Comverge CEO reveals big Virginia client, discusses project
Dominion Virginia Power
files plan with regulators
Comverge's multi-part deal for smart grid gear and DR services -- announced by the firm last week without revealing the name of the utility (SGT, Jul-31) -- is Dominion Virginia Power, Comverge CEO Michael Picchi told us Friday. The utility has a proposal for energy efficiency and smart grid initiatives pending with Virginia regulators.
The technology firm described the deal as a 5-year, 117 mw C&I virtual peaking capacity contract plus an agreement to supply over 150,000 AMI-enabled energy management devices for a residential DR program.
Under the deal, Comverge will license the use of its Apollo DR management system software to manage both the C&I virtual peaking capacity contract and residential DR programs.
These contracts will give participating C&I and residential customers the ability to cut load at times of peak power demand, Picchi said. The IOU will start mobilizing both programs immediately pending regulatory approval by the Virginia State Corporation Commission (SCC) and implementation is to start in early 2010.
"We are a one-stop shop for utilities," said Picchi, citing the deal as "proof."
Through the virtual peaking capacity contract, Comverge will be the exclusive peak DR provider for Dominion's large C&I customers.
Comverge will supply over 150,000 residential customers with an AMI-enabled digital control unit, letting them more actively monitor their energy use.
Both the residential and C&I systems will be managed by Comverge's Apollo software platform. The platform will allow for seamless integration of future smart grid developments, the firm said.
Comverge has similar deals with other utilities, Picchi noted. "In February, we entered into a similar contract with Pepco Holdings for the installation of AMI infrastructure in Maryland and we also have a contract with Progress Energy Carolinas."
The firm expects to have other utility contracts in place before the end of the year. "We have a string of impressive wins in terms of contracts with utilities this year but we don't expect this to stop here."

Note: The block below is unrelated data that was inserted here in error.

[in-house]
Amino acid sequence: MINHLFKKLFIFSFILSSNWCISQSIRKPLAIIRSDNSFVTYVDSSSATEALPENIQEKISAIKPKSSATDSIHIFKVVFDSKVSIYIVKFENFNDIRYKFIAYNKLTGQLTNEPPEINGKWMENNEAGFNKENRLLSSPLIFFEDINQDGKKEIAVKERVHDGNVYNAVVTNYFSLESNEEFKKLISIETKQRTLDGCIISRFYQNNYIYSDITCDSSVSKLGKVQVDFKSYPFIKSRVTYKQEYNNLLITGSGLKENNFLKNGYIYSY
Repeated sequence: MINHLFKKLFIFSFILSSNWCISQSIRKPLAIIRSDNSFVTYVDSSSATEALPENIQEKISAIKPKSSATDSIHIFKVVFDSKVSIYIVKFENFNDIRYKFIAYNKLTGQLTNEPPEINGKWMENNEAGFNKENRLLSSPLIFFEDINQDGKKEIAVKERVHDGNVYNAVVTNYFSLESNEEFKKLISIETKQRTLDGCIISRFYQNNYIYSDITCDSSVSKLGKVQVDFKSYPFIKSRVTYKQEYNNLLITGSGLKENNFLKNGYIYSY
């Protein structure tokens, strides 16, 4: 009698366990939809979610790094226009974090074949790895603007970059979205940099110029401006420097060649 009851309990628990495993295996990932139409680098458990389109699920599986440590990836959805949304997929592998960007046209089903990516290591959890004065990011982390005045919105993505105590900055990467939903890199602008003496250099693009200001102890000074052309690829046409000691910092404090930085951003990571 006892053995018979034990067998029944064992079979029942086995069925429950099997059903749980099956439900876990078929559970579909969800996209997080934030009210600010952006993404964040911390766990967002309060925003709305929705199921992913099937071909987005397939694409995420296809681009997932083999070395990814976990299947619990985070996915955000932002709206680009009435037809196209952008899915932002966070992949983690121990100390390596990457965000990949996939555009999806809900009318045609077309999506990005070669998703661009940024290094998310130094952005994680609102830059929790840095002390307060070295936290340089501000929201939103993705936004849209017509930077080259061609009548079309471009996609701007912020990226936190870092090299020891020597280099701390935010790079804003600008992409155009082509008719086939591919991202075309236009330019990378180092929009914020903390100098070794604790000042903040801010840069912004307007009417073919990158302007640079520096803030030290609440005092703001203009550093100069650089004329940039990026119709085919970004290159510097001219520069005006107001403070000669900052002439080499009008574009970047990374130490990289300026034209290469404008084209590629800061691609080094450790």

Virginia specs revealed
Virginia Power's filing with the SCC revealed details of the planned project including the projected benefits including energy efficiency initiatives that it believes can save customers $1.2 billion over a 15 years. If the application is approved, the utility will install about 2.5 million smart meters in the state to cut peak demand by 43 mw/year.
The utility believes the earliest it will receive a decision on its filing is Feb 1, 2010, a utility spokesperson told us Friday. "The SCC has an eight-month timetable for reviewing and issuing its decision."
The IOU believes its energy initiatives will provide multiple benefits to customers.
"This plan provides a portfolio of 12 energy-saving and demand-reducing programs designed to meet the needs of our customers and move us toward meeting the 10% voluntary energy conservation goal enacted by the Virginia General Assembly and the governor," Virginia Power CEO Paul Koonce told the press. "It will provide environmental benefits in a cost-effective manner that will also translate into very real financial savings to customers."
To help cut the costs of the $600 million installation project, the utility will apply to DOE for $200 million in stimulus funds. The utility plans to have all the smart meters installed by the end of 2012.
Dominion asked state regulators for approval on a dozen incentive programs that promote energy efficiency including rebates for customers that let the utility adjust air conditioning during peak hours plus rewards for upgrading old heat pumps and replacing inefficient refrigerators. The programs provide incentives for property developers to build energy-efficient homes and for businesses that generate their own power, upgrade inefficient lighting or replace old HVAC systems.
"The combination of technology, customer-friendly energy efficiency programs, rate incentives and renewable power are important steps we must take as part of Dominion's 'Powering Virginia' strategy," said Koonce.
"These programs complement the full range of investments we are making to ensure reliable and affordable energy for the commonwealth."
To help pay for the programs, Dominion asked that it be allowed to raise rates 9% or 95¢/kwh.
If SCC approves the plan, the utility expects to have its programs running by April 1 of next year, with customer saving about $1.2 billion by 2024 -- an average of $80 million/year.
The utility plans to start its smart grid deployment as a demonstration program in Charlottesville. The $20 million program begins with the installation of about 46,500 smart meters, said the utility spokesperson. More than half of the meters have been installed, with completion scheduled by the end of this year.
Charlottesville was picked for its hilly terrain -- a test of the two-way wireless communications capabilities of smart meters, plus it has a mix of residential, business and institutional customers and customers have expressed a high interest in actively managing their own energy use, the spokesperson added.
© 2009 GHI LLC